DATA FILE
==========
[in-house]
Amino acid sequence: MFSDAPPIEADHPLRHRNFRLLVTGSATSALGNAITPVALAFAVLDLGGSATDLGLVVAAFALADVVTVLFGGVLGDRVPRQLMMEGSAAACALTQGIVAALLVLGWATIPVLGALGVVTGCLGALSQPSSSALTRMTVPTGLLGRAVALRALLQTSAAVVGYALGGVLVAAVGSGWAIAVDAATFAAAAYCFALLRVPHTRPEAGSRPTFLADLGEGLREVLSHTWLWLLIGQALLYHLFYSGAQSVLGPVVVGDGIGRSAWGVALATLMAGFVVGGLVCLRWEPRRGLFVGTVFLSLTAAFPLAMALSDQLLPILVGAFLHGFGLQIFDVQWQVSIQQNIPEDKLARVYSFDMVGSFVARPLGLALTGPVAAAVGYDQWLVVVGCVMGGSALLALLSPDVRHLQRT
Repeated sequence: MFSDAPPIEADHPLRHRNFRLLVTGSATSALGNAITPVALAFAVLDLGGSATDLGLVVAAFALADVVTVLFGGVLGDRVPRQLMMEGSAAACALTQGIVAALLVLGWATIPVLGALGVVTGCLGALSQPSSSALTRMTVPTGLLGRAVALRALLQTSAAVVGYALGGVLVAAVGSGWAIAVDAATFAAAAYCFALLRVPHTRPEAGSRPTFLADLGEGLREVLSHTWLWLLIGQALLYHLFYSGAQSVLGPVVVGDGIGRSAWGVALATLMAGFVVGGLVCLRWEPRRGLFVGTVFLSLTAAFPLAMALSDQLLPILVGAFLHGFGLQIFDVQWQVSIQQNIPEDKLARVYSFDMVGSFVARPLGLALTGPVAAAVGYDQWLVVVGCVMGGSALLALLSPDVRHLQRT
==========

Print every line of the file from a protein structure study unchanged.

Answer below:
[in-house]
Amino acid sequence: MFSDAPPIEADHPLRHRNFRLLVTGSATSALGNAITPVALAFAVLDLGGSATDLGLVVAAFALADVVTVLFGGVLGDRVPRQLMMEGSAAACALTQGIVAALLVLGWATIPVLGALGVVTGCLGALSQPSSSALTRMTVPTGLLGRAVALRALLQTSAAVVGYALGGVLVAAVGSGWAIAVDAATFAAAAYCFALLRVPHTRPEAGSRPTFLADLGEGLREVLSHTWLWLLIGQALLYHLFYSGAQSVLGPVVVGDGIGRSAWGVALATLMAGFVVGGLVCLRWEPRRGLFVGTVFLSLTAAFPLAMALSDQLLPILVGAFLHGFGLQIFDVQWQVSIQQNIPEDKLARVYSFDMVGSFVARPLGLALTGPVAAAVGYDQWLVVVGCVMGGSALLALLSPDVRHLQRT
Repeated sequence: MFSDAPPIEADHPLRHRNFRLLVTGSATSALGNAITPVALAFAVLDLGGSATDLGLVVAAFALADVVTVLFGGVLGDRVPRQLMMEGSAAACALTQGIVAALLVLGWATIPVLGALGVVTGCLGALSQPSSSALTRMTVPTGLLGRAVALRALLQTSAAVVGYALGGVLVAAVGSGWAIAVDAATFAAAAYCFALLRVPHTRPEAGSRPTFLADLGEGLREVLSHTWLWLLIGQALLYHLFYSGAQSVLGPVVVGDGIGRSAWGVALATLMAGFVVGGLVCLRWEPRRGLFVGTVFLSLTAAFPLAMALSDQLLPILVGAFLHGFGLQIFDVQWQVSIQQNIPEDKLARVYSFDMVGSFVARPLGLALTGPVAAAVGYDQWLVVVGCVMGGSALLALLSPDVRHLQRT